Hardball makes deep connections with readers
Weddle, above, at a recent book signing for his widely acclaimed novel Country Hardball, on shelves now.
When Steve Weddle’s novel “Country Hardball” hit the bookstands on Monday, Nov. 18, it was a date that served a dual purpose. It marked the beginning of Weddle’s career as a published novelist, but the end of a long journey of reflection and perspiration.
“People ask me how long it took to write, and I tell them that we sold the book when I was 42, so it took me 42 years to write,” Weddle said.
Weddle, who currently serves as publisher of The Central Virginian, said he took inspiration from the tales he heard as a youngster growing up on the Arkansas/Louisiana border to create his latest novel.
Set in a location at the heart of rural America that closely resembles that of Weddle’s own childhood hometown, “Country Hardball” is a collection of 20 short stories that interweave to tell the struggles of the story’s main character, Roy Alison.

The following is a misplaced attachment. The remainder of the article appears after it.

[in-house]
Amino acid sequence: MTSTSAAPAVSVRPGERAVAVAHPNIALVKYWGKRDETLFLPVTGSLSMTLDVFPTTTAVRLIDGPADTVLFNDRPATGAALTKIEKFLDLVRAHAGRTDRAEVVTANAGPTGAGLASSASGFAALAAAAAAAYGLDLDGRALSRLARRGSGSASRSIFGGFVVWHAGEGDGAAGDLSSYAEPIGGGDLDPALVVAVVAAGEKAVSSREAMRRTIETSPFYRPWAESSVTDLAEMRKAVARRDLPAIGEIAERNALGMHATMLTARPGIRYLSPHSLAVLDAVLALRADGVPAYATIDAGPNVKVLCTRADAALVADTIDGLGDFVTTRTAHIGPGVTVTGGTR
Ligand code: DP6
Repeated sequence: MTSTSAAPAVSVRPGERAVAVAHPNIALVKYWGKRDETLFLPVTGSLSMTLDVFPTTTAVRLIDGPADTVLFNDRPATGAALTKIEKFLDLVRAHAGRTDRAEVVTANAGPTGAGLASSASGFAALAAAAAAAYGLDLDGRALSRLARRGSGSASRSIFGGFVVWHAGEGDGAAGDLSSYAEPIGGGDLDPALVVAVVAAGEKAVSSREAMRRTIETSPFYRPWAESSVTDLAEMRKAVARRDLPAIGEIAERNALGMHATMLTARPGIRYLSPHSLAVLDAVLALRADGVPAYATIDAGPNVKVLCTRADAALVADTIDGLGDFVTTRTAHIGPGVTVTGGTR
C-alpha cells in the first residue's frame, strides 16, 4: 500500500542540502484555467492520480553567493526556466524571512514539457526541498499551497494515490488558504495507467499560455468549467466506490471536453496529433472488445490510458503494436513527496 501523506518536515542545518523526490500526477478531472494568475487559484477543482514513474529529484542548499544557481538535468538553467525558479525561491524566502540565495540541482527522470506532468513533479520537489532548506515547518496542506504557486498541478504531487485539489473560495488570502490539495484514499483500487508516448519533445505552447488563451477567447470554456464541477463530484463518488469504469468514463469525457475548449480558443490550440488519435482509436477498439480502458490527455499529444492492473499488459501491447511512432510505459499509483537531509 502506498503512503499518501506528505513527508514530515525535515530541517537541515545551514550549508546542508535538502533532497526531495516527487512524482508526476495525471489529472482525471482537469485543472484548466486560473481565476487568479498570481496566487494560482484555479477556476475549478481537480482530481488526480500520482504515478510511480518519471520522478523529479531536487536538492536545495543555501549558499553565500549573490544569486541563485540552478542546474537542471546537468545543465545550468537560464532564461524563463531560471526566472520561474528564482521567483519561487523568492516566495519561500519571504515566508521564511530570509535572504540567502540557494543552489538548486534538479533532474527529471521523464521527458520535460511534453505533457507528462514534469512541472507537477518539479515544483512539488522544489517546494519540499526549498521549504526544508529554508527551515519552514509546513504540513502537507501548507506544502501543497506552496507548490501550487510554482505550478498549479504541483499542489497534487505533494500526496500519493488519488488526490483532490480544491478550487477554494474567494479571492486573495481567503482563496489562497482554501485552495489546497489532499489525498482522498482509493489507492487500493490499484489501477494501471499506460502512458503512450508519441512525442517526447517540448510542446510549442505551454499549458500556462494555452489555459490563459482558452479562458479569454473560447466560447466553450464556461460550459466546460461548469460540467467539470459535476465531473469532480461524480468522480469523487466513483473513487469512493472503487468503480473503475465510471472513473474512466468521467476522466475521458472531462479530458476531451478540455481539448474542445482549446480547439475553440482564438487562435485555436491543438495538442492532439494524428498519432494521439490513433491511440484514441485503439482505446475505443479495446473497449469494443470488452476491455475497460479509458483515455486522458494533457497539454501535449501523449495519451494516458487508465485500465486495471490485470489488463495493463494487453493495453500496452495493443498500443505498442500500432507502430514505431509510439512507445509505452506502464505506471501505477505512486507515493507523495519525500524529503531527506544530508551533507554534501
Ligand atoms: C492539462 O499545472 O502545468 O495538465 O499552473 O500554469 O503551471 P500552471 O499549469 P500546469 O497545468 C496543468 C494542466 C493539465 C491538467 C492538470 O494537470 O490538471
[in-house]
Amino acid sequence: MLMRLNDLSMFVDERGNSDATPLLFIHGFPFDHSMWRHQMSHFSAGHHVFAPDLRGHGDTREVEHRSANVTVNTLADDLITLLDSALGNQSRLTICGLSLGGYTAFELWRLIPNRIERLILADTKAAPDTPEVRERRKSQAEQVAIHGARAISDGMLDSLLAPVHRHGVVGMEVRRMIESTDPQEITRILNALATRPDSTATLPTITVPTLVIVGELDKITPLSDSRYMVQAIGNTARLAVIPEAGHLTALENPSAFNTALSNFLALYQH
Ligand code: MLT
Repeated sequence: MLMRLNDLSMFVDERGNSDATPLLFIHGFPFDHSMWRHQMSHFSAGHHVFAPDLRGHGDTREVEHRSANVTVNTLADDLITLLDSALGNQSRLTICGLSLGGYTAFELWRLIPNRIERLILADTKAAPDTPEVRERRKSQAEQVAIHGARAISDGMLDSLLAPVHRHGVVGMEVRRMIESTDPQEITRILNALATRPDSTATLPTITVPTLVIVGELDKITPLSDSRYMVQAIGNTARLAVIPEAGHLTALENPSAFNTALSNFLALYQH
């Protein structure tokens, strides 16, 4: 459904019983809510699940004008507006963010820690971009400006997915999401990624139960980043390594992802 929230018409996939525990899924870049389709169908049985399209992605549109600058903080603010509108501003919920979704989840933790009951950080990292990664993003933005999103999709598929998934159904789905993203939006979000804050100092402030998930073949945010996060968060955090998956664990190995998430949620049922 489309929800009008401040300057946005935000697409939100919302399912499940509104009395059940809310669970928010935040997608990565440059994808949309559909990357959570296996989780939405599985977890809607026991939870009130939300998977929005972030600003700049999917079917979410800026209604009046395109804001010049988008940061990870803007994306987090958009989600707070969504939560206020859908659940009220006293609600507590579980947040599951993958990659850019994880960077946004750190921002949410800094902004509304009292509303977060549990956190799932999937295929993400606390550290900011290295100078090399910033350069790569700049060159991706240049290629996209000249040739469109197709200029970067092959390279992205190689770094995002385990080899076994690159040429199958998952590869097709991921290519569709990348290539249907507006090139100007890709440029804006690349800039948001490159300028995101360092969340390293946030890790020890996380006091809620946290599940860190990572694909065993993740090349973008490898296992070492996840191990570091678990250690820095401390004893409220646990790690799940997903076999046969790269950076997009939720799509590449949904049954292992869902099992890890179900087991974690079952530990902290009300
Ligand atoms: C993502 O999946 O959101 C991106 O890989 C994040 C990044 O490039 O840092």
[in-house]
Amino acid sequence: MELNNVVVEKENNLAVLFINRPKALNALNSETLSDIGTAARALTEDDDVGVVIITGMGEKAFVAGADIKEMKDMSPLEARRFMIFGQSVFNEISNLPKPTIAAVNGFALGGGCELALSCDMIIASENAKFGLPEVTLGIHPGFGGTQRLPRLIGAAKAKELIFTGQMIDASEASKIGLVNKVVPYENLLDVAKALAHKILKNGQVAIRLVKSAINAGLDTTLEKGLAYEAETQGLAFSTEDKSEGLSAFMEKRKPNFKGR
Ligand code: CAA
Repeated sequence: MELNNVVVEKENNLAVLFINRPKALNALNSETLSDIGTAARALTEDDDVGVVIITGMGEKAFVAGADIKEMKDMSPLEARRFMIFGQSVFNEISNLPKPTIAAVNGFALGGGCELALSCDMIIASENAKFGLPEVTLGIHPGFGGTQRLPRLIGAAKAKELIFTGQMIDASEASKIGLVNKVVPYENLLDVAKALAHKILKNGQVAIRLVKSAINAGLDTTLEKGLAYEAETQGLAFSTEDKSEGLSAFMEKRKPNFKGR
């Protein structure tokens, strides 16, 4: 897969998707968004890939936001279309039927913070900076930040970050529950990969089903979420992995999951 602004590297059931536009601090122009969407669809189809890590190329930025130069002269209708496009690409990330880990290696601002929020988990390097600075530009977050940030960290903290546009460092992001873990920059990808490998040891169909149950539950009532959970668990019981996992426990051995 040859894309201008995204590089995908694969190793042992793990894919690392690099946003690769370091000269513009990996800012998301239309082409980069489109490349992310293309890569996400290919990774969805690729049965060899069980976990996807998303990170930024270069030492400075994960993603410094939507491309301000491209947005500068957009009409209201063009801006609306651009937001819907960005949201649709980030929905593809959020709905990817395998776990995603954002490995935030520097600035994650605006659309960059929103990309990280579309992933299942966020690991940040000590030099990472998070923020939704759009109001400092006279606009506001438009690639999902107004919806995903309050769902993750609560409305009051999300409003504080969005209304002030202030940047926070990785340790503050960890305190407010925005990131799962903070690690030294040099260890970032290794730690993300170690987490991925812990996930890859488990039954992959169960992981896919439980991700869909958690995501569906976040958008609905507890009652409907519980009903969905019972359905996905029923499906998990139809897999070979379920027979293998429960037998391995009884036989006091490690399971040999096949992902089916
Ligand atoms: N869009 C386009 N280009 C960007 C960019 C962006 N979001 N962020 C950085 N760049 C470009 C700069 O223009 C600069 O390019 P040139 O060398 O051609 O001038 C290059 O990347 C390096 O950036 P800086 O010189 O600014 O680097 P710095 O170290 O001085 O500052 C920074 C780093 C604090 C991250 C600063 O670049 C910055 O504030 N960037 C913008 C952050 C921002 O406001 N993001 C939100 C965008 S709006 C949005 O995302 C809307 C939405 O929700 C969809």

After Alison’s transgressions cause a car accident that leaves his parents dead, the book’s proceeding narratives describe Alison’s feelings of growth, guilt and remorse as he interacts with a variety of characters that have been weathered by hard times and tumultuous lives.
The conglomeration of short stories is a contrasting style to that of three previous novels Weddle completed in the past six years, and he felt that the change in approach may be part of the reason for the book’s success at connecting with readers.
“The other three are straightforward novels, but this one is more of a collection of stories that kind of comes together,” Weddle said. “I could handle it in pieces … In that sense this was a much smaller, more intimate undertaking because it was done in fragments.”
-To read the full story, pick up a copy of the December 4 issue of the Northumberland Echo, on stands now!